With new requests from the White House Tuesday night, a wartime spending bill could soon exceed $100 billion, adding to the risks of an already tense fight in the House over the addition of new financing for the International Monetary Fund.
In a letter to Speaker Nancy Pelosi, President Barack Obama said he was acting out of an “abundance of caution” in asking that $2 billion be added to the package to address the potential threat of the H1N1 flu next winter.
The president also asked for an additional $200 million in foreign aid to address the refugee crisis amid the fighting in Pakistan, where an estimated 2.5 million people are now displaced.
But to get to his goal, the new president will have to first swallow a dose of the same old-school Capitol politics he had pledged to change after moving into the White House.
As part of the final House-Senate bargaining, hundreds of millions of dollars are expected to go to home-state Mississippi projects favored by Republican Sen. Thad Cochran, who was crucial to helping the bill move through the Senate. Billions more in foreign aid and defense funds are being added as part of a thinly veiled budget game shifting costs from 2010 into the current fiscal year.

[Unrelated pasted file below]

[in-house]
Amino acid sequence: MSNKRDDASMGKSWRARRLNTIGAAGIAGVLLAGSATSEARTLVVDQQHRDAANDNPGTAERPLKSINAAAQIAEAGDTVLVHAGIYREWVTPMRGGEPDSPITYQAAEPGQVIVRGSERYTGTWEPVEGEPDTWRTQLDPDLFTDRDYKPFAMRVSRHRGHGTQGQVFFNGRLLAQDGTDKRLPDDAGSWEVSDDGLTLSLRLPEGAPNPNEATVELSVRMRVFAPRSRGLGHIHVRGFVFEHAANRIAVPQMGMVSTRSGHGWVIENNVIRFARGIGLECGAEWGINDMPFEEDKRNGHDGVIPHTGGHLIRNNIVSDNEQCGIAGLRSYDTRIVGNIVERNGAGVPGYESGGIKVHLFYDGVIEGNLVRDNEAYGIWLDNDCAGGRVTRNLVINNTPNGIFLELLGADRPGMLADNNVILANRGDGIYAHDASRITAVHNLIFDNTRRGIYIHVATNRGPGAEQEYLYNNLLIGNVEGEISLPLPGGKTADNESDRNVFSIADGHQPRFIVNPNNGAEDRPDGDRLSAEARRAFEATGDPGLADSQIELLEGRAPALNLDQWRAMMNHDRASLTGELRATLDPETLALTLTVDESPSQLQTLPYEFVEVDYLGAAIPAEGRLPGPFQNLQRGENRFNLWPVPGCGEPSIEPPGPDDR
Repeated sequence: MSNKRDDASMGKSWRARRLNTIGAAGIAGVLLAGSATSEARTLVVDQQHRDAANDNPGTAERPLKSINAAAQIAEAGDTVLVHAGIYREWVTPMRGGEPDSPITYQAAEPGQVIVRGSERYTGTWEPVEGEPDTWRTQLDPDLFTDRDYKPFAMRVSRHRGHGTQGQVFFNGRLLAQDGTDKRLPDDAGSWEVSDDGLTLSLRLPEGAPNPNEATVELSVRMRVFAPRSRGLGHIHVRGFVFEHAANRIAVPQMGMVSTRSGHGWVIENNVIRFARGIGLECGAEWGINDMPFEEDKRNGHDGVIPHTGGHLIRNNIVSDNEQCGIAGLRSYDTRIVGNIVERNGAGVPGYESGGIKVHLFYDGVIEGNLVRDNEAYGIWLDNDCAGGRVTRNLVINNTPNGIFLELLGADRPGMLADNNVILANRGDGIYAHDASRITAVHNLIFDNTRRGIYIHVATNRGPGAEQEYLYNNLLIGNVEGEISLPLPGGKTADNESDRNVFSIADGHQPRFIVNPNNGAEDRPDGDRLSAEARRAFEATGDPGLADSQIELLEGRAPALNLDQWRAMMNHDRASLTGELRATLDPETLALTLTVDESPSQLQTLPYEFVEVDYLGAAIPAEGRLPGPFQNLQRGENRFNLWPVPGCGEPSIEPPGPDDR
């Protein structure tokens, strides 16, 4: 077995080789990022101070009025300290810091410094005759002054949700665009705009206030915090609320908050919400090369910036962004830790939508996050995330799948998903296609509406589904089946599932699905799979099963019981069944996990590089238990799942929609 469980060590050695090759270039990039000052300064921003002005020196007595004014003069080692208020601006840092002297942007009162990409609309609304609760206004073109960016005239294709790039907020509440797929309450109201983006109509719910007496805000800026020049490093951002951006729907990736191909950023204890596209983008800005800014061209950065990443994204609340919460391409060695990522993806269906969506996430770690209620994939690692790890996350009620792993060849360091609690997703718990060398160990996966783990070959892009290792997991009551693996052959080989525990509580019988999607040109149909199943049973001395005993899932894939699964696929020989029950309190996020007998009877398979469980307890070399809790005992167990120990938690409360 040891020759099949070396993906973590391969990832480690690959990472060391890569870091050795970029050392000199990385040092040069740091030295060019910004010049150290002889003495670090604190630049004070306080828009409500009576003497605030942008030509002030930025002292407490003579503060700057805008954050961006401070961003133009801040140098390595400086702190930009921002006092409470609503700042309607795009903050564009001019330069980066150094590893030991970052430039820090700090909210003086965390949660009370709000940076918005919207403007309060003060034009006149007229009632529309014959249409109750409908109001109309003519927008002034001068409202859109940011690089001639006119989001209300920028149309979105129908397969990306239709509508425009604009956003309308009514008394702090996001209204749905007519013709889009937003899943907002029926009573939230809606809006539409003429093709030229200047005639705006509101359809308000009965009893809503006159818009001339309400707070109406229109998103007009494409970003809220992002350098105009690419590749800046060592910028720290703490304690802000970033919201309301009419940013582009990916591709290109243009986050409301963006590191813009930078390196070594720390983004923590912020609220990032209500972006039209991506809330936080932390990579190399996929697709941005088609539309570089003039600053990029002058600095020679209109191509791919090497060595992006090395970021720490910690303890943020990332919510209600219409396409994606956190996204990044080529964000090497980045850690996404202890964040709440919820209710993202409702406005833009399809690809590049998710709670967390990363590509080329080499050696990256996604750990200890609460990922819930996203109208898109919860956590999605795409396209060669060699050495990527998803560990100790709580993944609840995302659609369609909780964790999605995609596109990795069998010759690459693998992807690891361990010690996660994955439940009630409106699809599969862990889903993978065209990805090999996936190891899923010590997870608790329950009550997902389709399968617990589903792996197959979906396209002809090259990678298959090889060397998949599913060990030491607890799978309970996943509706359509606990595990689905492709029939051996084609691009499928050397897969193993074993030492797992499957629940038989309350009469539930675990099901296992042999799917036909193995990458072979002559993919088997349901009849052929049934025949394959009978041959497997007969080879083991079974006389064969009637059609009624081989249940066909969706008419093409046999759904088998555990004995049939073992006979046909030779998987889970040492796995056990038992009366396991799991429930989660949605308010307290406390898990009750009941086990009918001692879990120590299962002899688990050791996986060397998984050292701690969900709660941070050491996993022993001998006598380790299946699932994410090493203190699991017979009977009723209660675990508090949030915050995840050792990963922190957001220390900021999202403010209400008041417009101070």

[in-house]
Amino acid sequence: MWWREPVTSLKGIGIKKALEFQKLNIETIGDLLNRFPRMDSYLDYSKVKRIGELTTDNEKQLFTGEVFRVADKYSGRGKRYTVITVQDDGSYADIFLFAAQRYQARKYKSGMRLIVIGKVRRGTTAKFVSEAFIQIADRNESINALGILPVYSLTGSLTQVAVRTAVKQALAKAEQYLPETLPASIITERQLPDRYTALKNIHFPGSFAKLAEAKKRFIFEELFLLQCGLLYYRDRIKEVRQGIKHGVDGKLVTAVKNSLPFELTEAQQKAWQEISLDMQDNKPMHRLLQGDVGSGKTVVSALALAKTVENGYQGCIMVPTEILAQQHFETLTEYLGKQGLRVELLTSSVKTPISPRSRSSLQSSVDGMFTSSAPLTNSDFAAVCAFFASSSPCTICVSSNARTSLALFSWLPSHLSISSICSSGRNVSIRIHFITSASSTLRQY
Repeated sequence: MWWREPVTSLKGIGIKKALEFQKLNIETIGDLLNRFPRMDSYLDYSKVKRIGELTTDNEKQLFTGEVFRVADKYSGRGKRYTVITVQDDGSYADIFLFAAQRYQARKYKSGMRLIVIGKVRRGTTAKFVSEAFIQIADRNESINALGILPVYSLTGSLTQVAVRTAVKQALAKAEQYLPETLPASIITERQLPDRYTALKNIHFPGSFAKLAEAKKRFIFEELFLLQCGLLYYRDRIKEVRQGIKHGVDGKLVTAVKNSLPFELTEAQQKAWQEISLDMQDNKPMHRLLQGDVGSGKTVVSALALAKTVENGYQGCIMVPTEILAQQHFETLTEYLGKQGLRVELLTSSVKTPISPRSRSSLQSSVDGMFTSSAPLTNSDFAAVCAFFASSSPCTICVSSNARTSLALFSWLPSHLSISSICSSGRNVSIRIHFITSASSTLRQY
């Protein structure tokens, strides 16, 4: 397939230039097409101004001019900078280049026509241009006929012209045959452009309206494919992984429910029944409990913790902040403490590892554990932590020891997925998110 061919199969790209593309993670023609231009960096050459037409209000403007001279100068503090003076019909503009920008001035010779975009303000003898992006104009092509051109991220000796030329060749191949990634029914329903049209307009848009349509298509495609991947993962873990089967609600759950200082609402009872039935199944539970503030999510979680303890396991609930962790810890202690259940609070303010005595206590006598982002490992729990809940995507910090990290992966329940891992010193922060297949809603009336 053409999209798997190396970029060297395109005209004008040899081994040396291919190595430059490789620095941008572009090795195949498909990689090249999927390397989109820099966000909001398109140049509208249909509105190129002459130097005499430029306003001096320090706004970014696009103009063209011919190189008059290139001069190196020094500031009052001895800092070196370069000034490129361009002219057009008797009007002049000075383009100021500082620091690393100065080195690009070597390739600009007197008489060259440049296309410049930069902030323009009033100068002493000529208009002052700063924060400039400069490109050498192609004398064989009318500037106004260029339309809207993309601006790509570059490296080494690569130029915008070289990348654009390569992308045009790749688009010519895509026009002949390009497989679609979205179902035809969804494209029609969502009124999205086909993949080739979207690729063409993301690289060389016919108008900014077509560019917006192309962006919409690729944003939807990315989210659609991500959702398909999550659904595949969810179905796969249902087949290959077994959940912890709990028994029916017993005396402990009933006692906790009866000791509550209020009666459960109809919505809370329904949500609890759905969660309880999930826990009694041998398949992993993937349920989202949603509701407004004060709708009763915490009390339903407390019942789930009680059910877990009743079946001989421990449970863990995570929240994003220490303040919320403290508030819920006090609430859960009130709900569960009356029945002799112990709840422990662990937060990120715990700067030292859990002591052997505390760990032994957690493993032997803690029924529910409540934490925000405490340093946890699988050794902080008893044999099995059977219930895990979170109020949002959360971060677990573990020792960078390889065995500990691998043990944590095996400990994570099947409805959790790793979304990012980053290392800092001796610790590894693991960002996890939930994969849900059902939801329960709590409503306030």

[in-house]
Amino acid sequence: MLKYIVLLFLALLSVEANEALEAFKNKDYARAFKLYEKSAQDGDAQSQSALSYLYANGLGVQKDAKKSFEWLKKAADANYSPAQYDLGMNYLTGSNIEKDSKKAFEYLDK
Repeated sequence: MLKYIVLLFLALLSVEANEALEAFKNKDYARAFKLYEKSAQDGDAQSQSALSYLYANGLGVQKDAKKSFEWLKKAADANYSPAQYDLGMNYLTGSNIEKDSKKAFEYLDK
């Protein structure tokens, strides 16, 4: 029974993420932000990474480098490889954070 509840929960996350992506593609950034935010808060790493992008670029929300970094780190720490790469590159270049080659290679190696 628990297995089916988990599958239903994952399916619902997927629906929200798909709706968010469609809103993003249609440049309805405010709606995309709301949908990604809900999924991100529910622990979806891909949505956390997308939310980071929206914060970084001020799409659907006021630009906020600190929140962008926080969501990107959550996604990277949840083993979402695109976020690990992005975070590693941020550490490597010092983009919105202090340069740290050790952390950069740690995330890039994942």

Just months ago, the White House had vowed to accept no earmarks or excess spending in the bill. But Cochran’s projects — including $489 million to restore barrier islands important to Mississippi’s vulnerable coast — were stubbornly defended by Senate Appropriations Committee Chairman Daniel Inouye (D-Hawaii), an Obama ally but also a realpolitik operator not willing to desert his partner in this fight.
“This poses some interesting choices for Obama,” Sen. Tom Coburn (R-Okla.) told POLITICO. “He said, ‘No earmarks.’ Will he backtrack and sign it?”
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